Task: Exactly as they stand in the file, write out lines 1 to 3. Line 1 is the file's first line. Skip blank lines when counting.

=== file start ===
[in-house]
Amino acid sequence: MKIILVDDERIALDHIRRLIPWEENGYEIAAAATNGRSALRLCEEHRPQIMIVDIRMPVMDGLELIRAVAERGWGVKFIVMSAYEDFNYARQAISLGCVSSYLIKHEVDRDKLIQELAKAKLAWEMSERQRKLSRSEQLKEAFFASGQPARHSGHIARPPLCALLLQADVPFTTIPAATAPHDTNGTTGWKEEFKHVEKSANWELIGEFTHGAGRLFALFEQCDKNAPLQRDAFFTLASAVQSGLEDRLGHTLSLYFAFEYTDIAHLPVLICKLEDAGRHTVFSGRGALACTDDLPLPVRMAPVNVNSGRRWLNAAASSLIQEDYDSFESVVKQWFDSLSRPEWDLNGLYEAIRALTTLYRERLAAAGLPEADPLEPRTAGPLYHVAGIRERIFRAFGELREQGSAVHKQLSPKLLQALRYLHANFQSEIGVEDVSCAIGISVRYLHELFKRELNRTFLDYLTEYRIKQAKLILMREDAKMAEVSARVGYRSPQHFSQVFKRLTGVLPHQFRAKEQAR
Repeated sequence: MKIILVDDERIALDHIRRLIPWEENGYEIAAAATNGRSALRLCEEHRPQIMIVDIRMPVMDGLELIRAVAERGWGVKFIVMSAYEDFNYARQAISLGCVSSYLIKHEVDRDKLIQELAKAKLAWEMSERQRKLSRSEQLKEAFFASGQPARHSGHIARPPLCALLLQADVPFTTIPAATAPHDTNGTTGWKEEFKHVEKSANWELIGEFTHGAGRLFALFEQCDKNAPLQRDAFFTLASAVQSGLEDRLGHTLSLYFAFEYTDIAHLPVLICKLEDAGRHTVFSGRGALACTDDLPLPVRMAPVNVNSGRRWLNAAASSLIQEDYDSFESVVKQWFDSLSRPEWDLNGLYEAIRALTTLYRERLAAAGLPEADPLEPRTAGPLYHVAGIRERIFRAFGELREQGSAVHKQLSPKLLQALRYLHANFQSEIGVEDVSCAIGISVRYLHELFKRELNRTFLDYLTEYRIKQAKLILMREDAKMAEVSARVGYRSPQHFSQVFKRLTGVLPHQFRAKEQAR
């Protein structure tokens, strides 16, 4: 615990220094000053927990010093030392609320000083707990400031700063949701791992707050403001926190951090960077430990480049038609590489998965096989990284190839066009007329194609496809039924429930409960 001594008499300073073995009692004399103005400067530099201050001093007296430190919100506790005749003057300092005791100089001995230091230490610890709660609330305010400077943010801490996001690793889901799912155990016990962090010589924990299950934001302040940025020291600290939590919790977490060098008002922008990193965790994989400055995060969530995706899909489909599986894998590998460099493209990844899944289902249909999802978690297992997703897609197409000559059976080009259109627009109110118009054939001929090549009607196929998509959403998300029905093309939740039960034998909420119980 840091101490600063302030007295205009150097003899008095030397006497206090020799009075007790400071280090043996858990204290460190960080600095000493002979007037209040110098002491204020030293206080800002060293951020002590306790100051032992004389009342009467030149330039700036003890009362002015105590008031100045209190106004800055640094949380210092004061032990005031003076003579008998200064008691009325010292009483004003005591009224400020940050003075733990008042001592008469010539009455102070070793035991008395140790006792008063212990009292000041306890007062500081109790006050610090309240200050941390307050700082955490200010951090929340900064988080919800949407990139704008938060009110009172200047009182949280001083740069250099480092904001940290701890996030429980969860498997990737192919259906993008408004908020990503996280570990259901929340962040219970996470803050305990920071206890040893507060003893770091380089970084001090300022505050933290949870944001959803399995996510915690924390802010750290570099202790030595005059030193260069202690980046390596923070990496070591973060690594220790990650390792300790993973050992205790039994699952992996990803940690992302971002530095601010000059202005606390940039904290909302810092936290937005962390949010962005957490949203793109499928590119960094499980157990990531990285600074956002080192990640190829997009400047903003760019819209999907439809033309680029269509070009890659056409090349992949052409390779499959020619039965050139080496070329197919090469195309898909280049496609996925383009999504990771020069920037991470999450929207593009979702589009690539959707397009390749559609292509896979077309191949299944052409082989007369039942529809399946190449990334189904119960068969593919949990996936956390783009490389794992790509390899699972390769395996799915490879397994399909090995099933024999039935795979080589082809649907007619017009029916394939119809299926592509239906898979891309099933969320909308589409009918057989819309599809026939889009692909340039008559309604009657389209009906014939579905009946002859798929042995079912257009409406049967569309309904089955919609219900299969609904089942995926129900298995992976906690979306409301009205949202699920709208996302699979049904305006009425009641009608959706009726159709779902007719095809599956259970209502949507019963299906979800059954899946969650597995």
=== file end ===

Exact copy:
[in-house]
Amino acid sequence: MKIILVDDERIALDHIRRLIPWEENGYEIAAAATNGRSALRLCEEHRPQIMIVDIRMPVMDGLELIRAVAERGWGVKFIVMSAYEDFNYARQAISLGCVSSYLIKHEVDRDKLIQELAKAKLAWEMSERQRKLSRSEQLKEAFFASGQPARHSGHIARPPLCALLLQADVPFTTIPAATAPHDTNGTTGWKEEFKHVEKSANWELIGEFTHGAGRLFALFEQCDKNAPLQRDAFFTLASAVQSGLEDRLGHTLSLYFAFEYTDIAHLPVLICKLEDAGRHTVFSGRGALACTDDLPLPVRMAPVNVNSGRRWLNAAASSLIQEDYDSFESVVKQWFDSLSRPEWDLNGLYEAIRALTTLYRERLAAAGLPEADPLEPRTAGPLYHVAGIRERIFRAFGELREQGSAVHKQLSPKLLQALRYLHANFQSEIGVEDVSCAIGISVRYLHELFKRELNRTFLDYLTEYRIKQAKLILMREDAKMAEVSARVGYRSPQHFSQVFKRLTGVLPHQFRAKEQAR
Repeated sequence: MKIILVDDERIALDHIRRLIPWEENGYEIAAAATNGRSALRLCEEHRPQIMIVDIRMPVMDGLELIRAVAERGWGVKFIVMSAYEDFNYARQAISLGCVSSYLIKHEVDRDKLIQELAKAKLAWEMSERQRKLSRSEQLKEAFFASGQPARHSGHIARPPLCALLLQADVPFTTIPAATAPHDTNGTTGWKEEFKHVEKSANWELIGEFTHGAGRLFALFEQCDKNAPLQRDAFFTLASAVQSGLEDRLGHTLSLYFAFEYTDIAHLPVLICKLEDAGRHTVFSGRGALACTDDLPLPVRMAPVNVNSGRRWLNAAASSLIQEDYDSFESVVKQWFDSLSRPEWDLNGLYEAIRALTTLYRERLAAAGLPEADPLEPRTAGPLYHVAGIRERIFRAFGELREQGSAVHKQLSPKLLQALRYLHANFQSEIGVEDVSCAIGISVRYLHELFKRELNRTFLDYLTEYRIKQAKLILMREDAKMAEVSARVGYRSPQHFSQVFKRLTGVLPHQFRAKEQAR